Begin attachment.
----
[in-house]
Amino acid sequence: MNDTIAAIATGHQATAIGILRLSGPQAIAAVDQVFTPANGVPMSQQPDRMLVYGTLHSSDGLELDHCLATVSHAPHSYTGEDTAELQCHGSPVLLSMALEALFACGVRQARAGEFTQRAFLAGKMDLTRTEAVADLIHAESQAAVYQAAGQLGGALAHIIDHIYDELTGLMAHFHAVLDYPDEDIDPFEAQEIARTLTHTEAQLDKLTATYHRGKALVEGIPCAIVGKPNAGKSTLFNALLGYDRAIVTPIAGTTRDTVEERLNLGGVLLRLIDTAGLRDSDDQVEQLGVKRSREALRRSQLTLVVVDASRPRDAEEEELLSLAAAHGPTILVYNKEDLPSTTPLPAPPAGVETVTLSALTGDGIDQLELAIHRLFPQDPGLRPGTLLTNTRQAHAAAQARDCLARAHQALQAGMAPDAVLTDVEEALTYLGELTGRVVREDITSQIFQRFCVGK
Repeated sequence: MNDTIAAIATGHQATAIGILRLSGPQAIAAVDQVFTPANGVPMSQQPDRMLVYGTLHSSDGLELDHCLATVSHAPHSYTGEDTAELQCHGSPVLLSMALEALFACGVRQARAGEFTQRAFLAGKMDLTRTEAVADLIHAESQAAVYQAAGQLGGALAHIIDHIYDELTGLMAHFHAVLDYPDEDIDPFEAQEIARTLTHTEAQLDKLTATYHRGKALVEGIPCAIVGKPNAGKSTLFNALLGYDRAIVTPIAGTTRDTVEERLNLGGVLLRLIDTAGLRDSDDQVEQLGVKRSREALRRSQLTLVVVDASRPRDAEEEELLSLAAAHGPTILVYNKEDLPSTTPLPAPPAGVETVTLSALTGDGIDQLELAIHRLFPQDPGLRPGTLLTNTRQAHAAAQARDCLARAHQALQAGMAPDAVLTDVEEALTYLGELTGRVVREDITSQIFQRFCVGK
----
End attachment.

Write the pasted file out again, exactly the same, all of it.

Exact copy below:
[in-house]
Amino acid sequence: MNDTIAAIATGHQATAIGILRLSGPQAIAAVDQVFTPANGVPMSQQPDRMLVYGTLHSSDGLELDHCLATVSHAPHSYTGEDTAELQCHGSPVLLSMALEALFACGVRQARAGEFTQRAFLAGKMDLTRTEAVADLIHAESQAAVYQAAGQLGGALAHIIDHIYDELTGLMAHFHAVLDYPDEDIDPFEAQEIARTLTHTEAQLDKLTATYHRGKALVEGIPCAIVGKPNAGKSTLFNALLGYDRAIVTPIAGTTRDTVEERLNLGGVLLRLIDTAGLRDSDDQVEQLGVKRSREALRRSQLTLVVVDASRPRDAEEEELLSLAAAHGPTILVYNKEDLPSTTPLPAPPAGVETVTLSALTGDGIDQLELAIHRLFPQDPGLRPGTLLTNTRQAHAAAQARDCLARAHQALQAGMAPDAVLTDVEEALTYLGELTGRVVREDITSQIFQRFCVGK
Repeated sequence: MNDTIAAIATGHQATAIGILRLSGPQAIAAVDQVFTPANGVPMSQQPDRMLVYGTLHSSDGLELDHCLATVSHAPHSYTGEDTAELQCHGSPVLLSMALEALFACGVRQARAGEFTQRAFLAGKMDLTRTEAVADLIHAESQAAVYQAAGQLGGALAHIIDHIYDELTGLMAHFHAVLDYPDEDIDPFEAQEIARTLTHTEAQLDKLTATYHRGKALVEGIPCAIVGKPNAGKSTLFNALLGYDRAIVTPIAGTTRDTVEERLNLGGVLLRLIDTAGLRDSDDQVEQLGVKRSREALRRSQLTLVVVDASRPRDAEEEELLSLAAAHGPTILVYNKEDLPSTTPLPAPPAGVETVTLSALTGDGIDQLELAIHRLFPQDPGLRPGTLLTNTRQAHAAAQARDCLARAHQALQAGMAPDAVLTDVEEALTYLGELTGRVVREDITSQIFQRFCVGK